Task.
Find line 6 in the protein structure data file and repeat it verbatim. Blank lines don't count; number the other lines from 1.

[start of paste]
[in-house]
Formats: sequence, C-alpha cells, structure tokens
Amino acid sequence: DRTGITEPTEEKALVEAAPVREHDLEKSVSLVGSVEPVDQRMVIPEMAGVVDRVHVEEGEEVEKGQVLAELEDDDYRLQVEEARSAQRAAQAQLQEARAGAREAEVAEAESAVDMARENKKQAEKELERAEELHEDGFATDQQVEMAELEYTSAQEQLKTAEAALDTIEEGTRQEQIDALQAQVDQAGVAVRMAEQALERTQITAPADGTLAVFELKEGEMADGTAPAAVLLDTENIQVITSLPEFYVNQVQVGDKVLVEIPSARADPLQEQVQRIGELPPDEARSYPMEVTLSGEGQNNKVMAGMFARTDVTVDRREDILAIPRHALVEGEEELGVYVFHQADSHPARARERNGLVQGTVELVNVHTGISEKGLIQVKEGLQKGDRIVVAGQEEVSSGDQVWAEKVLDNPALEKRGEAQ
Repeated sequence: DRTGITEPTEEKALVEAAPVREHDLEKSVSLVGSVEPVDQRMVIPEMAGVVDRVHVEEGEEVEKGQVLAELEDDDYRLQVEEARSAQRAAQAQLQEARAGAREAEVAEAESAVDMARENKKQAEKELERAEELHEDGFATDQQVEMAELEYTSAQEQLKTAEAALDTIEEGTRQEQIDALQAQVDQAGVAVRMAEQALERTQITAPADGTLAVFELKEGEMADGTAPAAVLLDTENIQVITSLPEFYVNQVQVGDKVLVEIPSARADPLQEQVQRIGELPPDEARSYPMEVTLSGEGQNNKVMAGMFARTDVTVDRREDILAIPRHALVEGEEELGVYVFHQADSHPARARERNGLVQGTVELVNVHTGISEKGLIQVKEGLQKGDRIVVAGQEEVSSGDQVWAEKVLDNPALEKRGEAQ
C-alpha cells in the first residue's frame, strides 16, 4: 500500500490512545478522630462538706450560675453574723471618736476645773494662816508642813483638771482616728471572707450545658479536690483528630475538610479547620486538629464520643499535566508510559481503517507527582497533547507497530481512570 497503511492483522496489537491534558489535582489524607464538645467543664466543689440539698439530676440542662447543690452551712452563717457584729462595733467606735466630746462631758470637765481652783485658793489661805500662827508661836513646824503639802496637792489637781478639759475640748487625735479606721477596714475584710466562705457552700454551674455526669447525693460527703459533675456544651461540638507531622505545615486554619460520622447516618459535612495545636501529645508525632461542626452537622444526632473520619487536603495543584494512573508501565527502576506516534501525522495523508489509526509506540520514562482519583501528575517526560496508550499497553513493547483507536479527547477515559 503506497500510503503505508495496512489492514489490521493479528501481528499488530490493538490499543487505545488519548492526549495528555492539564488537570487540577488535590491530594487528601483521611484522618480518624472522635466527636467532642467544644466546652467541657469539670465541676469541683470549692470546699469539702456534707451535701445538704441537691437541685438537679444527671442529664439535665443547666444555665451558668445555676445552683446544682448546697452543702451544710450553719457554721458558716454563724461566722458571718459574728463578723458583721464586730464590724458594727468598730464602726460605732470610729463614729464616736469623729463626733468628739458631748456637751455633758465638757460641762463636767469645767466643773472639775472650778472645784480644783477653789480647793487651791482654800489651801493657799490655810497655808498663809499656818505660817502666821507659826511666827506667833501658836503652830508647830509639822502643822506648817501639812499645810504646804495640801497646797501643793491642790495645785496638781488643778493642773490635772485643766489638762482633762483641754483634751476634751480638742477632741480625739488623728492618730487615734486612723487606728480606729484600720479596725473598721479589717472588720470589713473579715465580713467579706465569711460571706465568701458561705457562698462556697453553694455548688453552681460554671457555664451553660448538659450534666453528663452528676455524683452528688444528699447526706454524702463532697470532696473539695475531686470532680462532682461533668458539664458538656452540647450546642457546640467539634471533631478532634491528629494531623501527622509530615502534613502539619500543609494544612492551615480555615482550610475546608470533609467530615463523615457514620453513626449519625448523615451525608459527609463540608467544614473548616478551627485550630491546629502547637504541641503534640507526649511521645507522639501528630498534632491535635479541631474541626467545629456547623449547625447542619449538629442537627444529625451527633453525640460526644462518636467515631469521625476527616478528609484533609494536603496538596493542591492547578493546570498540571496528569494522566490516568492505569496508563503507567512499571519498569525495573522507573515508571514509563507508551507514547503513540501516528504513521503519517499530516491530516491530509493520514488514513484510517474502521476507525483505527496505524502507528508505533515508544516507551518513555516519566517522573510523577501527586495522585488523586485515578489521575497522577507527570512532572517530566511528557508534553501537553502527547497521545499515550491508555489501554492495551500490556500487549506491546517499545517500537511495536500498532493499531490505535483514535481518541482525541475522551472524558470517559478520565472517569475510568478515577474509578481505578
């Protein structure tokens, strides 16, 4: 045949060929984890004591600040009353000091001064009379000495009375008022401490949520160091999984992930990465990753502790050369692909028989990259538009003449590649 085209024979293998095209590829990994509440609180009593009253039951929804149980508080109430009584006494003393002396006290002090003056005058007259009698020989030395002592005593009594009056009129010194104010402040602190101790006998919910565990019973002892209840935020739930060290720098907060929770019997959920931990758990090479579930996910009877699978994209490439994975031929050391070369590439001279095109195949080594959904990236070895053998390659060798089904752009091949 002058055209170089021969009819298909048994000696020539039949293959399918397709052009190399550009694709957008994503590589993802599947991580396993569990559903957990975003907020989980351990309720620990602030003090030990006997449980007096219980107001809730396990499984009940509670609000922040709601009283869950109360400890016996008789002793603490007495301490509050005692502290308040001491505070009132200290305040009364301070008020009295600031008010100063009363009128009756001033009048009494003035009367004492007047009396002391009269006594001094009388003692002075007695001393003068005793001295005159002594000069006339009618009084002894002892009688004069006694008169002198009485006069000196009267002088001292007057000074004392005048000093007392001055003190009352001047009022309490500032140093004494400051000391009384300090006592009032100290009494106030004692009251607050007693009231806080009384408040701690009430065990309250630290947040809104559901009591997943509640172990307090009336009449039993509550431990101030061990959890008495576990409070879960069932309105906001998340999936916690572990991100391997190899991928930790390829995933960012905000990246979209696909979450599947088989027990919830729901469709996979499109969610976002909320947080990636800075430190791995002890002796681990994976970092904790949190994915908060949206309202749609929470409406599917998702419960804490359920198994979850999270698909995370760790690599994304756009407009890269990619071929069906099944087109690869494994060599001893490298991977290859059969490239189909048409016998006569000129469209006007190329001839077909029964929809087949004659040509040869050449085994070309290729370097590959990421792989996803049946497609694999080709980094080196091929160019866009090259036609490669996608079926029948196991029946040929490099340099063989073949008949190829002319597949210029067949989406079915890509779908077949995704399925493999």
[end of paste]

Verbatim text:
């Protein structure tokens, strides 16, 4: 045949060929984890004591600040009353000091001064009379000495009375008022401490949520160091999984992930990465990753502790050369692909028989990259538009003449590649 085209024979293998095209590829990994509440609180009593009253039951929804149980508080109430009584006494003393002396006290002090003056005058007259009698020989030395002592005593009594009056009129010194104010402040602190101790006998919910565990019973002892209840935020739930060290720098907060929770019997959920931990758990090479579930996910009877699978994209490439994975031929050391070369590439001279095109195949080594959904990236070895053998390659060798089904752009091949 002058055209170089021969009819298909048994000696020539039949293959399918397709052009190399550009694709957008994503590589993802599947991580396993569990559903957990975003907020989980351990309720620990602030003090030990006997449980007096219980107001809730396990499984009940509670609000922040709601009283869950109360400890016996008789002793603490007495301490509050005692502290308040001491505070009132200290305040009364301070008020009295600031008010100063009363009128009756001033009048009494003035009367004492007047009396002391009269006594001094009388003692002075007695001393003068005793001295005159002594000069006339009618009084002894002892009688004069006694008169002198009485006069000196009267002088001292007057000074004392005048000093007392001055003190009352001047009022309490500032140093004494400051000391009384300090006592009032100290009494106030004692009251607050007693009231806080009384408040701690009430065990309250630290947040809104559901009591997943509640172990307090009336009449039993509550431990101030061990959890008495576990409070879960069932309105906001998340999936916690572990991100391997190899991928930790390829995933960012905000990246979209696909979450599947088989027990919830729901469709996979499109969610976002909320947080990636800075430190791995002890002796681990994976970092904790949190994915908060949206309202749609929470409406599917998702419960804490359920198994979850999270698909995370760790690599994304756009407009890269990619071929069906099944087109690869494994060599001893490298991977290859059969490239189909048409016998006569000129469209006007190329001839077909029964929809087949004659040509040869050449085994070309290729370097590959990421792989996803049946497609694999080709980094080196091929160019866009090259036609490669996608079926029948196991029946040929490099340099063989073949008949190829002319597949210029067949989406079915890509779908077949995704399925493999």